Paul W. Dewar, 48, New Democratic Party Member of Parliament for the riding of Ottawa Centre, is running a spirited campaign for the hotly contested leadership of the NDP in the wake of the untimely death of Jack Layton in August 2011. On May 2, 2011, Layton led his party to an historic and unexpected win and onto the benches of the Official Opposition, formerly occupied by the decimated Liberal Party (once known as Canada’s Natural Governing Party). An ‘orange crush’ swept over Quebec and the NDP caucus nearly tripled in size, swelling to 103 MPs. So the conventional wisdom is that the new leader should reflect this electoral shift and hail from Quebec. But hometown boy Dewar (first elected to the House of Commons in 2006) disputes that assertion. He’s in this race to win, as he told Ottawa Life in a lively interview that took place at his office in the Confederation Building on February 3.
On October 2, 2011, Dewar announced his candidacy for the party leadership. Since then, he’s been running full throttle. Dewar is considered among the leading candidates in the leadership race. His Achilles’ heel is his halting French, but he is determined to become fluent in Canada’s second official language. Anyway, it’s no big deal: Dewar is at the same level of French Stephen Harper was at when he became Prime Minister in 2006. The NDP leadership convention will be held March 23-24 in Toronto.
OTTAWA LIFE: You’re obviously running to win. Tell us what makes you the best man for the job.
PAUL DEWAR: I think the next leader of our party has to be someone who has experience on the doorstep, on the national and international stage, and someone who can connect with people in the regions right across this country. I think I’m the best person for that, no question, in terms of my experience. I have been the party’s foreign affairs critic since 2007. The next leader of the NDP and the next Prime Minster must have those international skills. I think we also need a leader who loves people, and I think I’m best suited for that (aspect of the) job.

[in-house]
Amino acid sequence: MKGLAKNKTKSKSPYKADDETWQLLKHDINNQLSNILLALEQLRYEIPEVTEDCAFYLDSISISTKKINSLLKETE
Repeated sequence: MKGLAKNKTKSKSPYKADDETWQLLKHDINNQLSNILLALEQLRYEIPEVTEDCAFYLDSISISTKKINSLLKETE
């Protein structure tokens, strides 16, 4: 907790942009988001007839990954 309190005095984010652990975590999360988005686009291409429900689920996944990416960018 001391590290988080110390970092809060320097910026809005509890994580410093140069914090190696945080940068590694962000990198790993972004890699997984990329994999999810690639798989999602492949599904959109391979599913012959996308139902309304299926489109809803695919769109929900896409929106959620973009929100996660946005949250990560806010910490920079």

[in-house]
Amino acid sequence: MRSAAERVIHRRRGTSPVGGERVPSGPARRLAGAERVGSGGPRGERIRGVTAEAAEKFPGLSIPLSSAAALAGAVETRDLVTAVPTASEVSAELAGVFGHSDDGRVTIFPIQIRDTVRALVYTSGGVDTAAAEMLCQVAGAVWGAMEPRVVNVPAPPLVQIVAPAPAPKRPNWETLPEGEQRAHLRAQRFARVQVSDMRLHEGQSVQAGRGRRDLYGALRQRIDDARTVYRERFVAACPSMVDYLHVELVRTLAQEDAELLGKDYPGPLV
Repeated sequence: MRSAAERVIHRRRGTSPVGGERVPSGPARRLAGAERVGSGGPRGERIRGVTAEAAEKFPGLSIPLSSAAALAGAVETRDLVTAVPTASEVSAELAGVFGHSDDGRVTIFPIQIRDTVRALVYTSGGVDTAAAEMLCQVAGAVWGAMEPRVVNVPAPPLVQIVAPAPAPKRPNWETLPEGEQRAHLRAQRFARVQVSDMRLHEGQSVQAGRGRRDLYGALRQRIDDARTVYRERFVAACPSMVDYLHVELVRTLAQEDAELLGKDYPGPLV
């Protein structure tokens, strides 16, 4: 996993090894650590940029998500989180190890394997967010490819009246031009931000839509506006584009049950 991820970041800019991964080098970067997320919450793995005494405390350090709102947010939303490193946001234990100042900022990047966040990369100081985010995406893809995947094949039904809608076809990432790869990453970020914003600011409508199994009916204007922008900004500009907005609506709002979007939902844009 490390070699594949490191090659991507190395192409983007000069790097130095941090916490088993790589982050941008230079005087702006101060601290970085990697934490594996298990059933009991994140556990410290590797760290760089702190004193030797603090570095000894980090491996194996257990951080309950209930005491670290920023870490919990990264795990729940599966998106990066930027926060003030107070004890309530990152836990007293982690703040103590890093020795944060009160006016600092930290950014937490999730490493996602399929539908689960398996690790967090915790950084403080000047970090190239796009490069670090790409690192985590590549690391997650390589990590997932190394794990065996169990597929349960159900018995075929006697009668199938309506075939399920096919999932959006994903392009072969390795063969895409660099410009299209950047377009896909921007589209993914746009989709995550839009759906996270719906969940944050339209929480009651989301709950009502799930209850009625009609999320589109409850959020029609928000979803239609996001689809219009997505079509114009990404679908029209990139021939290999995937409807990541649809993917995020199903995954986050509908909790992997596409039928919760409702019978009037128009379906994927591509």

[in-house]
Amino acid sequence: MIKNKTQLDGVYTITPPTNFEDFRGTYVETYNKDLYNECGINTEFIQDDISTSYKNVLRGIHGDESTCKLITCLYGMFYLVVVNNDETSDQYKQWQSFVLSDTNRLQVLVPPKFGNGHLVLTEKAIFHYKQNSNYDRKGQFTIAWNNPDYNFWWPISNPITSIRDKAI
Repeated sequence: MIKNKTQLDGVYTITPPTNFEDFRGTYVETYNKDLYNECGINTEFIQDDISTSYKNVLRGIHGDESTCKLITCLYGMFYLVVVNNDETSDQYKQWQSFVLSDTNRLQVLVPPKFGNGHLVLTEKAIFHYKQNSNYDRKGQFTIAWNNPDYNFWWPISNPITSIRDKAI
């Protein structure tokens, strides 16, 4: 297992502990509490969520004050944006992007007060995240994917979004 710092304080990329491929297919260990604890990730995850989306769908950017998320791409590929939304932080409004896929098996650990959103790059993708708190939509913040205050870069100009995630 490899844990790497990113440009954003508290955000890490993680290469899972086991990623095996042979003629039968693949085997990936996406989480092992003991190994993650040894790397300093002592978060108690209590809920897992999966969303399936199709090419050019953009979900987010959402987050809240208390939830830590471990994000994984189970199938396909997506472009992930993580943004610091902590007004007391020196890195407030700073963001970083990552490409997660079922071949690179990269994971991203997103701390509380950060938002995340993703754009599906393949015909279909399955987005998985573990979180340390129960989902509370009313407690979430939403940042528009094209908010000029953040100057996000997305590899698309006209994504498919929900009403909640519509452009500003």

OTTAWA LIFE: Québec is important in this race. What does Paul Dewar have to offer Québecers?
PAUL DEWAR: If members in Québec look at what I’ve done since being elected, they’ll see that I’ve reached out to Québeckers right across the (Ottawa River), supporting NDP candidates in Gatineau and other Québec ridings. What I offer is my experience in connecting with people to build up grass roots. The leader must be out there working with the grass roots to build up our capacity on the ground. For the next election, we need a good team in place in every riding where we hold a seat, as well as making sure that those MPs are going to be household names. I understand Québec. I am very close to Québec geographically. My belief is that we need to show Québecers what we have in common. Many of our policies are very similar to the philosophy of many Québecers. The idea of the role of government and (the importance of ) foreign affairs and the environment… these are all aspects of our party platform that connected with Québeckers during our campaign with Jack Layton. We have to continue that, not take it for granted and make sure we’re not pandering. We will continue to develop a mature relationship with Québec, because let’s face it, the last federal election saw le grand changement. Québec just wanted to change what had been. They swept out the Bloc québécois and looked to us. We have to continue to earn the respect of Québec and develop that relationship.